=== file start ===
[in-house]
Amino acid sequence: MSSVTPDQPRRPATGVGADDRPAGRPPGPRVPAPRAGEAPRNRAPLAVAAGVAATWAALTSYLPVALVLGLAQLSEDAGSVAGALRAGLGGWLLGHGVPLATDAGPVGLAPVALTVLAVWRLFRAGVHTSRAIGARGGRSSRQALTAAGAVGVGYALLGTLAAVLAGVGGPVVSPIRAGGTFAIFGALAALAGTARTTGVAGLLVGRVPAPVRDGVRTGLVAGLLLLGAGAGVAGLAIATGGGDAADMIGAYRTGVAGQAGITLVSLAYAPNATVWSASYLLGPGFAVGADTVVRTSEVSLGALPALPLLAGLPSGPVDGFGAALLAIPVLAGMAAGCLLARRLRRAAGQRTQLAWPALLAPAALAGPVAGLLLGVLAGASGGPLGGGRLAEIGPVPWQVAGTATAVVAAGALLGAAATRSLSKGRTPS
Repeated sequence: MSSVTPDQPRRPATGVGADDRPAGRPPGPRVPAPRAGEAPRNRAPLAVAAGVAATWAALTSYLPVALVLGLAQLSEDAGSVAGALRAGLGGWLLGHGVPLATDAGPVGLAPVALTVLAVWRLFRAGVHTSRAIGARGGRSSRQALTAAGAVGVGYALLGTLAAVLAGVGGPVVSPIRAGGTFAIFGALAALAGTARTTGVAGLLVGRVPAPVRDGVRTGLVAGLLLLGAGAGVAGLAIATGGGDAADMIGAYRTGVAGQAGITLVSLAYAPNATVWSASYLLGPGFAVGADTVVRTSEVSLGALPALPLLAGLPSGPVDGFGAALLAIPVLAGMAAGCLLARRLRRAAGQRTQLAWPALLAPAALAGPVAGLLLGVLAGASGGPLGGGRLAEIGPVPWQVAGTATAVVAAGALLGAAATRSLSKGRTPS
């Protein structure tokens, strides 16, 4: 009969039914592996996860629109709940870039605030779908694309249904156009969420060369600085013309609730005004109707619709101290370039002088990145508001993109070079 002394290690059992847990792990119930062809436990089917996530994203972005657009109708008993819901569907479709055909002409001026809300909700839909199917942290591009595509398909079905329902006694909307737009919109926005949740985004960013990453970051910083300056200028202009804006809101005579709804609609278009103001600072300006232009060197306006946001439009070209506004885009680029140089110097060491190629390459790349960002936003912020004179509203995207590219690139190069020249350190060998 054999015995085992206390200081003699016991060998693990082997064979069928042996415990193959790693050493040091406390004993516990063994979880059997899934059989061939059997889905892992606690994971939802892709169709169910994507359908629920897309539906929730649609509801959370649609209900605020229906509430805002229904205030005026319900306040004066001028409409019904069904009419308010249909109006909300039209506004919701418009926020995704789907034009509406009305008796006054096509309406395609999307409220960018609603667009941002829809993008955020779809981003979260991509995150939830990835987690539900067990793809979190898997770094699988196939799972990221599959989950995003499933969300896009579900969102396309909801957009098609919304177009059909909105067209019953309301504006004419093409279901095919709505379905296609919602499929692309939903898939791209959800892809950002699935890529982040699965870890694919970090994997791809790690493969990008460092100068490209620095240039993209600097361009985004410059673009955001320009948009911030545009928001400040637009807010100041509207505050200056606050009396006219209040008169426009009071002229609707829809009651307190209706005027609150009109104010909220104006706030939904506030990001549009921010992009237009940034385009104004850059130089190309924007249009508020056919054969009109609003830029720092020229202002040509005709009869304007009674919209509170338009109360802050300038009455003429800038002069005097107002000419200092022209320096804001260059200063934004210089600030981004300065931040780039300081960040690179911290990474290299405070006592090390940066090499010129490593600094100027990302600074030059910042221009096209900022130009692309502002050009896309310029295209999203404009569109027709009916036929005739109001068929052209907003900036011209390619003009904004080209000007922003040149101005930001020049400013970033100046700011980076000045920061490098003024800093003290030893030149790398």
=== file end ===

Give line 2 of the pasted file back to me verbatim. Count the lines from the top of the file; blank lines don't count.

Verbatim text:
Amino acid sequence: MSSVTPDQPRRPATGVGADDRPAGRPPGPRVPAPRAGEAPRNRAPLAVAAGVAATWAALTSYLPVALVLGLAQLSEDAGSVAGALRAGLGGWLLGHGVPLATDAGPVGLAPVALTVLAVWRLFRAGVHTSRAIGARGGRSSRQALTAAGAVGVGYALLGTLAAVLAGVGGPVVSPIRAGGTFAIFGALAALAGTARTTGVAGLLVGRVPAPVRDGVRTGLVAGLLLLGAGAGVAGLAIATGGGDAADMIGAYRTGVAGQAGITLVSLAYAPNATVWSASYLLGPGFAVGADTVVRTSEVSLGALPALPLLAGLPSGPVDGFGAALLAIPVLAGMAAGCLLARRLRRAAGQRTQLAWPALLAPAALAGPVAGLLLGVLAGASGGPLGGGRLAEIGPVPWQVAGTATAVVAAGALLGAAATRSLSKGRTPS